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It is a species of fungal plant pathogen. The species produces very large polypore fruit bodies which are shaped like a horse's hoof and vary in colour from a silvery grey to almost black, though they are normally brown. It grows on the side of various species of tree, which it infects through broken bark, causing rot. The species typically continues to live on trees long after they have died, changing from a parasite to a decomposer. Fomes fomentarius has a fruit body of between 5 and 45 cm across, 3 and 25 cm wide and 2 and 25 cm thick, which attaches broadly to the tree on which the fungus is growing. While typically shaped like a horse's hoof, it can also be more bracket-like with an umbonate attachment to the substrate. The species typically has broad, concentric ridges, with a blunt and rounded margin.The flesh is hard and fibrous, and a cinnamon brown colour.The upper surface is tough, bumpy, hard and woody, varying in colour, usually a light brown or grey. The margin is whitish during periods of growth.The hard crust is from 1-2 mm thick, and covers the tough flesh.The underside has round pores of a cream colour when new, maturing to brown, though they darken when handled.The pores are circular, and there are 2–3 per millimetre. The tubes are 2 -7 mm long and a rusty brown colour.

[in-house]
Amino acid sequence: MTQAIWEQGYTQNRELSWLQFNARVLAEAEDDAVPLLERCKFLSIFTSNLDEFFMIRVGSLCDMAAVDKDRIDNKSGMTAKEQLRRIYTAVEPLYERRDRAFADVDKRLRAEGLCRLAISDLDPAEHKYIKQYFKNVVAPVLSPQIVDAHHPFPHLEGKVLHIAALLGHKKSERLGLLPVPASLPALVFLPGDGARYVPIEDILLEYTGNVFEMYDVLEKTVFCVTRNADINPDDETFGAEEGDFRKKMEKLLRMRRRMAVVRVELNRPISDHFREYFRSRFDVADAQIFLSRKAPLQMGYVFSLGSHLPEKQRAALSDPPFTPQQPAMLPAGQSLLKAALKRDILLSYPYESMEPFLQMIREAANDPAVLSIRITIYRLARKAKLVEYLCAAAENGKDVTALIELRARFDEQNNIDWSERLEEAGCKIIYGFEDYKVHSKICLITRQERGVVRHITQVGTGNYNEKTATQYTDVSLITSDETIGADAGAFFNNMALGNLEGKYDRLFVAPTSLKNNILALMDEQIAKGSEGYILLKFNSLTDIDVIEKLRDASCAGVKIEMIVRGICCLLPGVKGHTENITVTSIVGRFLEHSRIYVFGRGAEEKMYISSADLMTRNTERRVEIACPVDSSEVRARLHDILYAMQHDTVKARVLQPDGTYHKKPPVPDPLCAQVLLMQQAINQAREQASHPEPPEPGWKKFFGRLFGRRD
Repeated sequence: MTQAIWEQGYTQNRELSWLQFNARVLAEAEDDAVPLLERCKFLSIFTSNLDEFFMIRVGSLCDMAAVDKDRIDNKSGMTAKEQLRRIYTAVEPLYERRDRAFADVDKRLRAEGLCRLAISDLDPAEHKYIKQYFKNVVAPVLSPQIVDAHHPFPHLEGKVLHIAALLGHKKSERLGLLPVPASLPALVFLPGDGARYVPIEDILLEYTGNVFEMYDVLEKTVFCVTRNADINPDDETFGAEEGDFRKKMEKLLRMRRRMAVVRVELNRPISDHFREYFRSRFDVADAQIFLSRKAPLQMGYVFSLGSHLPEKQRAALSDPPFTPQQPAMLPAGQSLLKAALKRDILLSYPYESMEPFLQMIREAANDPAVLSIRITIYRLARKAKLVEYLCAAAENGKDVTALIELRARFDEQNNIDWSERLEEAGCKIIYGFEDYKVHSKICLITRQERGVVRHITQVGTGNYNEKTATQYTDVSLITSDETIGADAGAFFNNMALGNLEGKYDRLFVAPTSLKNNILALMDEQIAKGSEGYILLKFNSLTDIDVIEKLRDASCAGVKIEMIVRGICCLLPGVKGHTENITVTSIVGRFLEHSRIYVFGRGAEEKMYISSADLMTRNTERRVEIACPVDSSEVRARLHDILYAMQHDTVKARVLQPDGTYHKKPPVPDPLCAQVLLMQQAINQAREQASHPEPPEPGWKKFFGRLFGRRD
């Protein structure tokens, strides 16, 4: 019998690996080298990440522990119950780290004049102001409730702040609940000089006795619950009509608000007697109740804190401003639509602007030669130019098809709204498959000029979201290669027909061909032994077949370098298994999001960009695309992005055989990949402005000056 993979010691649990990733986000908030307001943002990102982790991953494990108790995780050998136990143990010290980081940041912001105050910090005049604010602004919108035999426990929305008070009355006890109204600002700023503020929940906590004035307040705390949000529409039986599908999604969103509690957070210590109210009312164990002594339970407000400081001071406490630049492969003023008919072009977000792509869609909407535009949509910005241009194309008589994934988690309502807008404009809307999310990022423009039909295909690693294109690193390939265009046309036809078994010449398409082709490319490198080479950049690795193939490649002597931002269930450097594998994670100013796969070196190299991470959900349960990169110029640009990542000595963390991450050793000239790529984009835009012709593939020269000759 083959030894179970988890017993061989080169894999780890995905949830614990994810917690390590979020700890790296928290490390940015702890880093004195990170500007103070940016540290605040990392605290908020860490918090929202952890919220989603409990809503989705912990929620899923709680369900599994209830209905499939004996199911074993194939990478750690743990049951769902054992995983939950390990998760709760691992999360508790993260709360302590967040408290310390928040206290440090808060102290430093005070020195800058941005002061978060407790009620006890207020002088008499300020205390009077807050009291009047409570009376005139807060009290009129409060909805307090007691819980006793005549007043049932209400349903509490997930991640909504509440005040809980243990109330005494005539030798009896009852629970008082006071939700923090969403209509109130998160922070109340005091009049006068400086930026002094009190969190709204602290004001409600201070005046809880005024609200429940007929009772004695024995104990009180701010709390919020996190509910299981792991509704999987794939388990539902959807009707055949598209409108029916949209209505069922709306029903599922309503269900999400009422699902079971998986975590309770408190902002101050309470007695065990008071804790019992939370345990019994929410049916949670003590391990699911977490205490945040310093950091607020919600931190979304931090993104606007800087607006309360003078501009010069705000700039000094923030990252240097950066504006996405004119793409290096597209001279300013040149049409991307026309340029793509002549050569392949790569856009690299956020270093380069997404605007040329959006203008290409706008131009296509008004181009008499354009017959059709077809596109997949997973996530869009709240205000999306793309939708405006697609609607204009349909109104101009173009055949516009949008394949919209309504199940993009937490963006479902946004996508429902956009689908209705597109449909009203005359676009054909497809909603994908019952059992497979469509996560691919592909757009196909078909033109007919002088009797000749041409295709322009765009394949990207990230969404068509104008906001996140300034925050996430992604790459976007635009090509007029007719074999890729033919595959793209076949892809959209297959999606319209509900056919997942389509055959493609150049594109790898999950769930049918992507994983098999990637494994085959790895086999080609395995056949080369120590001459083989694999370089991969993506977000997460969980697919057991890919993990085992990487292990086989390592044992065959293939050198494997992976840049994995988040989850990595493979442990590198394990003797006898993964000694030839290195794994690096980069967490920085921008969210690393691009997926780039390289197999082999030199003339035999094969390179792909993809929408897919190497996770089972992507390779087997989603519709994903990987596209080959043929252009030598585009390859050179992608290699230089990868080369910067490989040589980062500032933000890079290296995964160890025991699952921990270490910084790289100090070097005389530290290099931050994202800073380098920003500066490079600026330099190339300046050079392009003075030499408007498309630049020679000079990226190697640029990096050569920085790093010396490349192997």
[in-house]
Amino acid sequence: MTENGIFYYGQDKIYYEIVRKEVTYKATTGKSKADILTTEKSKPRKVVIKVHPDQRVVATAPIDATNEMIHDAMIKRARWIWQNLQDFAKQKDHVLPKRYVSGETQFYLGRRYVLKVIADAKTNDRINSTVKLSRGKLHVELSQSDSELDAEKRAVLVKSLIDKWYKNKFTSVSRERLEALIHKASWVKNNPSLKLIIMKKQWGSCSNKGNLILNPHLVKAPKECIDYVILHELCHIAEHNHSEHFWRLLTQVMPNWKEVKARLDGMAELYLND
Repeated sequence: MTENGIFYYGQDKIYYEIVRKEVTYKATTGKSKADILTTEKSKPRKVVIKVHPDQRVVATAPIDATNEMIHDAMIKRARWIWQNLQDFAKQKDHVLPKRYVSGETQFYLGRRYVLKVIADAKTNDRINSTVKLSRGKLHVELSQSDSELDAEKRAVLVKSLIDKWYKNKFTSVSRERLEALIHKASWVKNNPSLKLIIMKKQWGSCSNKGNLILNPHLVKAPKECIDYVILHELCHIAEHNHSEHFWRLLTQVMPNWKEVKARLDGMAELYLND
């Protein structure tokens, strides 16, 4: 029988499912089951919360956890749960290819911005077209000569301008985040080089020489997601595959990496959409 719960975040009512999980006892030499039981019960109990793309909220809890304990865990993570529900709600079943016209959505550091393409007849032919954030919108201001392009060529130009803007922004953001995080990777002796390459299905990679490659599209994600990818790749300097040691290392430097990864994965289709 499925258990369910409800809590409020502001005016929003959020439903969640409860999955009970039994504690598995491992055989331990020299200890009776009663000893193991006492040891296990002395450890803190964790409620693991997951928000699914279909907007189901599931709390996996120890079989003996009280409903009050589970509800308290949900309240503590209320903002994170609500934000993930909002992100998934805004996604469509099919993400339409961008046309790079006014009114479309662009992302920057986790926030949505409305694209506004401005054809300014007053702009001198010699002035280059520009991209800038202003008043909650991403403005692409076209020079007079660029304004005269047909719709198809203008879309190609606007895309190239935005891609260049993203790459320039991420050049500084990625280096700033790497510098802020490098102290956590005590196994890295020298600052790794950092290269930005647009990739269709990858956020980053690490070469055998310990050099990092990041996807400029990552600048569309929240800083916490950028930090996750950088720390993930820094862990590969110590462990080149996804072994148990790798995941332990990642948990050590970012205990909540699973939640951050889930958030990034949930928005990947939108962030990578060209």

Found in Europe, Asia, Africa and North America.
Though inedible, F. fomentarius has traditionally seen use as the main ingredient of amadou, a material used primarily as tinder, but also used to make clothing and other items.